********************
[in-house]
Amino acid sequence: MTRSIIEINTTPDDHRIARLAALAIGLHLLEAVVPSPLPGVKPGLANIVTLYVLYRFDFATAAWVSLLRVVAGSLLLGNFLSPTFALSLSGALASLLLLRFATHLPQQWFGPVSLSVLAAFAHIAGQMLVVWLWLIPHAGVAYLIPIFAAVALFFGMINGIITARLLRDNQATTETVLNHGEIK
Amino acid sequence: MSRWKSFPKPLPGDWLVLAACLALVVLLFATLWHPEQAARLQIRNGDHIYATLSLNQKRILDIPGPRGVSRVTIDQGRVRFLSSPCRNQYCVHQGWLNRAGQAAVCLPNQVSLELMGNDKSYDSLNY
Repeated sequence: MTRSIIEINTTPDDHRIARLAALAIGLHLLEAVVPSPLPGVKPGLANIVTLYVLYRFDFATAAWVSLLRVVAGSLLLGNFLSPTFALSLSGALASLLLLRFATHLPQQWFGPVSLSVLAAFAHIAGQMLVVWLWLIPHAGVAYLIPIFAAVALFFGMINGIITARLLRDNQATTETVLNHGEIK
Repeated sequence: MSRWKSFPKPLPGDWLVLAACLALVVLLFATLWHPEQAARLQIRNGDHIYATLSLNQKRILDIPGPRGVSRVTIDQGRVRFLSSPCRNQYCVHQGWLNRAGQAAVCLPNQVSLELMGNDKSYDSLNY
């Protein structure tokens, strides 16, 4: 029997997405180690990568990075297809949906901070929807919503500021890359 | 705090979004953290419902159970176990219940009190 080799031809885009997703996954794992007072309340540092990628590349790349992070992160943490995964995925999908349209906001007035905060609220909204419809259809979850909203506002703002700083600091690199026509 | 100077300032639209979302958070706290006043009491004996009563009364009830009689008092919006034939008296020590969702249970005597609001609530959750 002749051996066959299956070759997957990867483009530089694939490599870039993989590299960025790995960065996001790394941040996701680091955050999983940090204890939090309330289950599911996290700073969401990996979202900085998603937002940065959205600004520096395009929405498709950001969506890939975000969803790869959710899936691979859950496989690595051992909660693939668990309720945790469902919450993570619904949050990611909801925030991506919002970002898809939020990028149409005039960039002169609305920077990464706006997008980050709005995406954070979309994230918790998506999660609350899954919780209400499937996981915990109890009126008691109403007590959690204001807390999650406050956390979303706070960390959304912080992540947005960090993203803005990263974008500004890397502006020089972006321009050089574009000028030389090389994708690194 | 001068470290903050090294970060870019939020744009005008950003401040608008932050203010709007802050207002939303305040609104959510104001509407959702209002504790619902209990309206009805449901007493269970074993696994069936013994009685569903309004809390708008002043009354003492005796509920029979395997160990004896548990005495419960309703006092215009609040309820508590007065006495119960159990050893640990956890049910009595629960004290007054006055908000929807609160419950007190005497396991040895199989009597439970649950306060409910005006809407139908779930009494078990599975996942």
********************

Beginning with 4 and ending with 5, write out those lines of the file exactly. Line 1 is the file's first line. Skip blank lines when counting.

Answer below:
Repeated sequence: MTRSIIEINTTPDDHRIARLAALAIGLHLLEAVVPSPLPGVKPGLANIVTLYVLYRFDFATAAWVSLLRVVAGSLLLGNFLSPTFALSLSGALASLLLLRFATHLPQQWFGPVSLSVLAAFAHIAGQMLVVWLWLIPHAGVAYLIPIFAAVALFFGMINGIITARLLRDNQATTETVLNHGEIK
Repeated sequence: MSRWKSFPKPLPGDWLVLAACLALVVLLFATLWHPEQAARLQIRNGDHIYATLSLNQKRILDIPGPRGVSRVTIDQGRVRFLSSPCRNQYCVHQGWLNRAGQAAVCLPNQVSLELMGNDKSYDSLNY